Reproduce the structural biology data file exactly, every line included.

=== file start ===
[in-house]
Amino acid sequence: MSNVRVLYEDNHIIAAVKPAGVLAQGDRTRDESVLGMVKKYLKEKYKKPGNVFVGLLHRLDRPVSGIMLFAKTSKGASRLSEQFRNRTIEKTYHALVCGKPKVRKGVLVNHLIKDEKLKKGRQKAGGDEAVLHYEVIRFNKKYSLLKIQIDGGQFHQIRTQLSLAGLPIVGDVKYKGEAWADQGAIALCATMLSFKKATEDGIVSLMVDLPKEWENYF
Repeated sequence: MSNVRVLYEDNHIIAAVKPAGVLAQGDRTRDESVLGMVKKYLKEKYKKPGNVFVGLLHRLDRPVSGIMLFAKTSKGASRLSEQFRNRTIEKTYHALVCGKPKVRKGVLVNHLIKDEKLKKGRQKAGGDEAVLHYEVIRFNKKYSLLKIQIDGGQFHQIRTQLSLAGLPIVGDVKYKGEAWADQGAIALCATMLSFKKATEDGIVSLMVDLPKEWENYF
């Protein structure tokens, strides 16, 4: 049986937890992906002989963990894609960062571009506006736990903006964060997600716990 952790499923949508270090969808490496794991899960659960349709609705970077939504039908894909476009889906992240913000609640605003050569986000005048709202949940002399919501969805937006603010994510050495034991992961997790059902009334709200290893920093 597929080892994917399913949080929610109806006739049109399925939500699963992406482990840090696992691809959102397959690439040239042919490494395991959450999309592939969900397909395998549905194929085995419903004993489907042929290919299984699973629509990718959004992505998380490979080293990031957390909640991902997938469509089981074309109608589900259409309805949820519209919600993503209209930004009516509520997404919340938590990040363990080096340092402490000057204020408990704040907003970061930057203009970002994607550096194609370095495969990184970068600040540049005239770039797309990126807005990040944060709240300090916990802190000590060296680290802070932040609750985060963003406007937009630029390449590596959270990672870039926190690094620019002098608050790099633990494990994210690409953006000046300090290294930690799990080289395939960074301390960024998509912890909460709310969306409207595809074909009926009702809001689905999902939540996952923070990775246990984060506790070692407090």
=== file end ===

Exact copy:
[in-house]
Amino acid sequence: MSNVRVLYEDNHIIAAVKPAGVLAQGDRTRDESVLGMVKKYLKEKYKKPGNVFVGLLHRLDRPVSGIMLFAKTSKGASRLSEQFRNRTIEKTYHALVCGKPKVRKGVLVNHLIKDEKLKKGRQKAGGDEAVLHYEVIRFNKKYSLLKIQIDGGQFHQIRTQLSLAGLPIVGDVKYKGEAWADQGAIALCATMLSFKKATEDGIVSLMVDLPKEWENYF
Repeated sequence: MSNVRVLYEDNHIIAAVKPAGVLAQGDRTRDESVLGMVKKYLKEKYKKPGNVFVGLLHRLDRPVSGIMLFAKTSKGASRLSEQFRNRTIEKTYHALVCGKPKVRKGVLVNHLIKDEKLKKGRQKAGGDEAVLHYEVIRFNKKYSLLKIQIDGGQFHQIRTQLSLAGLPIVGDVKYKGEAWADQGAIALCATMLSFKKATEDGIVSLMVDLPKEWENYF
């Protein structure tokens, strides 16, 4: 049986937890992906002989963990894609960062571009506006736990903006964060997600716990 952790499923949508270090969808490496794991899960659960349709609705970077939504039908894909476009889906992240913000609640605003050569986000005048709202949940002399919501969805937006603010994510050495034991992961997790059902009334709200290893920093 597929080892994917399913949080929610109806006739049109399925939500699963992406482990840090696992691809959102397959690439040239042919490494395991959450999309592939969900397909395998549905194929085995419903004993489907042929290919299984699973629509990718959004992505998380490979080293990031957390909640991902997938469509089981074309109608589900259409309805949820519209919600993503209209930004009516509520997404919340938590990040363990080096340092402490000057204020408990704040907003970061930057203009970002994607550096194609370095495969990184970068600040540049005239770039797309990126807005990040944060709240300090916990802190000590060296680290802070932040609750985060963003406007937009630029390449590596959270990672870039926190690094620019002098608050790099633990494990994210690409953006000046300090290294930690799990080289395939960074301390960024998509912890909460709310969306409207595809074909009926009702809001689905999902939540996952923070990775246990984060506790070692407090």